human goals but that is also constrained by our human values. And I understand
this won't be easy. We might not even easily agree on what those terms mean.
But if we take seriously how these systems that we depend on for so much
operate, I don't see how we can postpone this conversation anymore. We need a
digital economy where our data and our attention is not for sale to the
highest-bidding authoritarian or demagogue.
no new technology has only a one-sided effect. every technology is always both a burden
and a blessing. not either or, but this and that. what bothers me is that
we seem to ignore the negative impact of new technologies, justifying this
attitude with their positive aspects.
If you're never exposed to new ideas and contexts, if you grow up only being
shown one way of thinking about the computer and being told that there are no
other ways to think about this, you grow up thinking you know what we're doing.
We have already fleshed out all the details, improved and optimized everything
a computer has to offer. We celebrate alleged innovation and then delegate
picking up the broken pieces to society, because it's not our fault – we
figured it out already.
We have to tell ourselves that we haven't the faintest idea of what we're
doing. We, as a field, haven't the faintest idea of what we're doing. And we
have to tell ourselves that everything around us was made up by people that
were no smarter than us, so we can change, influence and build things that make
a small dent in the universe.
And once we understand that, only then might we be able to do what the early
fathers of computing dreamed about: To make humans better – with the help of
the sequel to my previous talk, the lost medium, on
bullet holes in world war 2 bombers, page numbering, rotating point of views
and how we can escape the present to invent the future.
with the modest success of my last year's talk
the lost medium i was
reinvited by the kind folks of
voxxed days belgrade to delve into this
topic a bit further. vdb17 was an amazing experience – again – being one of
the biggest and most inspiring technology conferences in eastern europe with
excellent speakers from all over the world and about 800+ attendees.
my previous talk focused a lot on the early days of personal computing, the
ingenious ideas we lost over time and the notion that we're not really thinking
about how we can use the medium computer to augment our human capabilities.
after delivering this talk however i had the feeling that i left out an
important question: what now? how can we improve?
this was the base for my new talk, the bullet hole misconception, in which i'm exploring
how we can escape the present to invent the future and what questions must we
ask if we are to amplify our human capabilities with computers.
feel free to share it and if you have questions, feedback or critique i'd love to hear from you!
The problem of computational analytics is not only in the semantic bias of the
data set, but also in the design of the algorithm that treats the data as
unbiased fact, and finally in the users of the computer program who believe in
its scientific objectivity.
From capturing to reading data, interpretation and hermeneutics thus creep into
all levels of analytics. Biases and discrimination are only the extreme cases
that make this mechanism most clearly visible. Interpretation thus becomes a
bug, a perceived system failure, rather than a feature or virtue. As such, it
exposes the fragility and vulnerabilities of data analytics.
The paradox of big data is that it both affirms and denies this “interpretative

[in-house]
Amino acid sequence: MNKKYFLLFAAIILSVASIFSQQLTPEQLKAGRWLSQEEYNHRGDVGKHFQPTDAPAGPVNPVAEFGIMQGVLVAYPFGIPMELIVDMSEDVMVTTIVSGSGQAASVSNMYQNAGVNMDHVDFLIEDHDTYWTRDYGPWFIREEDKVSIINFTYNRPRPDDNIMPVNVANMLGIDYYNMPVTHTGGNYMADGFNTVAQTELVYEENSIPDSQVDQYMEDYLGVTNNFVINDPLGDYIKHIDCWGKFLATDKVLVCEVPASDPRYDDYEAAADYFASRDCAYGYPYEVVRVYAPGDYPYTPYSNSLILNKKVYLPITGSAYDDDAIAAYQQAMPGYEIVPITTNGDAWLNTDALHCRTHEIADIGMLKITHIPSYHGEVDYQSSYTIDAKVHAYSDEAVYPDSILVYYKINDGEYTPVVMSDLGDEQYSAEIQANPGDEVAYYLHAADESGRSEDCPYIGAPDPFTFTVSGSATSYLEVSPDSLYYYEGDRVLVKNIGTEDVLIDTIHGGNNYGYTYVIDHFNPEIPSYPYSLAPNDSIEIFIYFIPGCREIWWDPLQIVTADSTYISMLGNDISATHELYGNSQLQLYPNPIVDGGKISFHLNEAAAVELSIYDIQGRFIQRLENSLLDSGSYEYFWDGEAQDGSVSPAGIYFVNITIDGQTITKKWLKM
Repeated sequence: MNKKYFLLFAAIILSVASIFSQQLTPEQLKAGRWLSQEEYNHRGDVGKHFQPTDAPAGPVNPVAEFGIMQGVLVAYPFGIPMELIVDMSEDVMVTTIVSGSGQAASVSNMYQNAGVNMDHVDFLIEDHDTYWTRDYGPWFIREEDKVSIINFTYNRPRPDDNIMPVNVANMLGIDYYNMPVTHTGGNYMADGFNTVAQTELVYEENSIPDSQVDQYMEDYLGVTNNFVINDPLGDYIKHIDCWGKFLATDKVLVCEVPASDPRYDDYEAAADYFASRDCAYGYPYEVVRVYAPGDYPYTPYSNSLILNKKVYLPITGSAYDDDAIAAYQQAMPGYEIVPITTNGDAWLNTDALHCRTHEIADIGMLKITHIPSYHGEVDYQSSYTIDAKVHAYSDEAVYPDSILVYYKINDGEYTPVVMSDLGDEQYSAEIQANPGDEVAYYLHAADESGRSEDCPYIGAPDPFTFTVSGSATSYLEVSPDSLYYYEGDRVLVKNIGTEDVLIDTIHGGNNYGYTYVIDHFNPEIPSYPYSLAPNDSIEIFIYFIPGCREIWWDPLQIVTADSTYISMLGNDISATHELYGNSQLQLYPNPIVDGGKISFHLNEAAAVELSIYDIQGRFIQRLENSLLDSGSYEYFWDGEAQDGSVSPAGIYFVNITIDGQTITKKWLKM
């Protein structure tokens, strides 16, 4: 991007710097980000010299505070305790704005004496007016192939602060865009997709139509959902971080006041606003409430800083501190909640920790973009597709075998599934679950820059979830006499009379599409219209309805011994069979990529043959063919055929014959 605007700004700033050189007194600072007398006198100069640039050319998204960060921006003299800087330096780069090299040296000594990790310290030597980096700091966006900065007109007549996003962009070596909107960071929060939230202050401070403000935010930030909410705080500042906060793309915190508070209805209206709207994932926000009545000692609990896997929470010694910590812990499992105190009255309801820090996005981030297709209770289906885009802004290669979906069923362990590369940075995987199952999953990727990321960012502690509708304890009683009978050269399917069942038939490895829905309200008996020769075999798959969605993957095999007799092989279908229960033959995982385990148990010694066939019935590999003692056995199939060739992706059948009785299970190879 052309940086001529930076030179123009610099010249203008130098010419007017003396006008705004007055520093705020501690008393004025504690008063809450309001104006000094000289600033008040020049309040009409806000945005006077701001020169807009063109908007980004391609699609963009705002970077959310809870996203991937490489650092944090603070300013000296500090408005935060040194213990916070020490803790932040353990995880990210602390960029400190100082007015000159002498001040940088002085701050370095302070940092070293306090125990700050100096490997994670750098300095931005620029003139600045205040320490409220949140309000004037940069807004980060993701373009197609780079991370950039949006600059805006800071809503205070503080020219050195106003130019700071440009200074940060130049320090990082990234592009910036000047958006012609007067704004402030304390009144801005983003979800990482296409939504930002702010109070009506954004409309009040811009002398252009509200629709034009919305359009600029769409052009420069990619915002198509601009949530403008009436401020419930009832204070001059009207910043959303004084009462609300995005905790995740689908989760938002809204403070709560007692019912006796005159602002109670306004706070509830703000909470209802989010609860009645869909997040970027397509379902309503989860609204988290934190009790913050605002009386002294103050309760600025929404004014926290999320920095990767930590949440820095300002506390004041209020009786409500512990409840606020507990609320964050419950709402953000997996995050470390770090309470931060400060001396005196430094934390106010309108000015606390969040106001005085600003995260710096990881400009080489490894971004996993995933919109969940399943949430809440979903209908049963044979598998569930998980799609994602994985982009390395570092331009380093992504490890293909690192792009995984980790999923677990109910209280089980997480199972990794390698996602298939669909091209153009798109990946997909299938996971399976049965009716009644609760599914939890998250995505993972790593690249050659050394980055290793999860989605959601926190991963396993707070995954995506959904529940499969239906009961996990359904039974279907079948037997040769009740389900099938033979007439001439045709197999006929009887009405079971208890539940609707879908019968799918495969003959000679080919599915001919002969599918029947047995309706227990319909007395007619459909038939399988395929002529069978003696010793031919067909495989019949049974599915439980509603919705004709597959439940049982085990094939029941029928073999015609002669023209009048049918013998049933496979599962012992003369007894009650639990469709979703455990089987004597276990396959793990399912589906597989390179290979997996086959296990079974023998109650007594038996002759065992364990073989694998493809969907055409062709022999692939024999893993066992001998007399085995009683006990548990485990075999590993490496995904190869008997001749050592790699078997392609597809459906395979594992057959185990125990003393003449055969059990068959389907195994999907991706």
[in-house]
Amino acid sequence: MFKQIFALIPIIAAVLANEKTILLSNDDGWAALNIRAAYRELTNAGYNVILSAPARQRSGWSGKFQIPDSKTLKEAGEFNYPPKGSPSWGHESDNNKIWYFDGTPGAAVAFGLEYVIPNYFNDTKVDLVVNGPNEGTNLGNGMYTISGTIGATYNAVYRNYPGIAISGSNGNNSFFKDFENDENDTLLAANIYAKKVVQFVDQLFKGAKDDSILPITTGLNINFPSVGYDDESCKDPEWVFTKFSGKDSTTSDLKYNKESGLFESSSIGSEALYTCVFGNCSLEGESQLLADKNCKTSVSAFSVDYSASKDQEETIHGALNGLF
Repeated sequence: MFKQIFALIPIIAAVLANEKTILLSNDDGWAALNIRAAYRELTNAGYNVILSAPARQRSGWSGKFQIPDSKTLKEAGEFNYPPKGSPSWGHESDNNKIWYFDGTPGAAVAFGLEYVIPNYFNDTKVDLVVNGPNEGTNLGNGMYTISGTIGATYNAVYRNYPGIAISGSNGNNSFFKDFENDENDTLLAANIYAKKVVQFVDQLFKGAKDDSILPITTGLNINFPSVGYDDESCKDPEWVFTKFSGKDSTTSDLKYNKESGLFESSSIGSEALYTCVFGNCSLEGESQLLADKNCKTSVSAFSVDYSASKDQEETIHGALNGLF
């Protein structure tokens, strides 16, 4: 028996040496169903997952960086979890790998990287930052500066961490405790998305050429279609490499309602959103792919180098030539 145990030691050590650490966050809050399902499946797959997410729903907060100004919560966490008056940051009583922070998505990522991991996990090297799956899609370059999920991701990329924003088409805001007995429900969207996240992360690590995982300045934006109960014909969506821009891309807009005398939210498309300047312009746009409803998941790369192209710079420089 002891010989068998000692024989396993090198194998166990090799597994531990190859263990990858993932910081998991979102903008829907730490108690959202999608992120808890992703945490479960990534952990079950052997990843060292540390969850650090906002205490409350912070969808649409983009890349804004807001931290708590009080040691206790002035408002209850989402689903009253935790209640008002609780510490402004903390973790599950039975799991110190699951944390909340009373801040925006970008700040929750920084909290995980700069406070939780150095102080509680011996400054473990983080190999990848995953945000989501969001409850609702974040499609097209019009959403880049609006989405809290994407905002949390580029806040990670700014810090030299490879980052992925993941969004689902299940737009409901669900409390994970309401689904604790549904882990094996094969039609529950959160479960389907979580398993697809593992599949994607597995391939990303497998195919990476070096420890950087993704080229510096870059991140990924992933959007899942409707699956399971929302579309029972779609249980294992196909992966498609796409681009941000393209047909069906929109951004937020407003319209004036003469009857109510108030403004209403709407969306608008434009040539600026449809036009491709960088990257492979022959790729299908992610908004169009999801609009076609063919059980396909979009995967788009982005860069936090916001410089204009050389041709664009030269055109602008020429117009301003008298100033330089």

nature of knowledge”. Just like the Oracle of Delphi, it is dependent on
interpretation. But unlike the oracle priests, its interpretative capability is
limited by algorithmics – so that the limitations of the tool (and, ultimately,
of using mathematics to process meaning) end up defining the limits of
we're talking a lot about the advancement of computational analytics and
artificial intelligence, but little about their shortcomings and effects on
society. one of those is that for our technology to work perfectly, society has
to dumb itself down in order to level the playing field between humans and
computers. a very long but definitely one of the best essays i read this year.
Machines have always done things for us, and they are increasingly doing things
for us and without us. Increasingly, the human element is displaced in favor of
faster, more efficient, more durable, cheaper technology. And, increasingly,
the displaced human element is the thinking, willing, judging mind. Of course,
the party of the concerned is most likely the minority party. Advocates and
enthusiasts rejoice at the marginalization or eradication of human labor in its
physical, mental, emotional, and moral manifestations. They believe that the
elimination of all of this labor will yield freedom, prosperity, and a golden
age of leisure. Critics meanwhile, and I count myself among them, struggle to
articulate a compelling and reasonable critique of this scramble to outsource
various dimensions of the human experience.
our reliance on machines to make decisions for us leads us to displace the most
important human elements in favor of cheaper and faster technology. doing that
however we outsource meaning-making, moral judgement and feeling – which is
what a human being is – to machines.
The tech industry is no longer the passion play of a bunch of geeks trying to
do cool shit in the world. It’s now the foundation of our democracy, economy,
and information landscape.
We no longer have the luxury of only thinking about the world we want to build.
We must also strategically think about how others want to manipulate our
systems to do harm and cause chaos.
we're past the point where developing fancy new technologies is a fun project
for college kids. our technologies have real implications on the world, on our
culture and society. nevertheless we seem to miss a kind of moral framework on
how technology is allowed to alter society.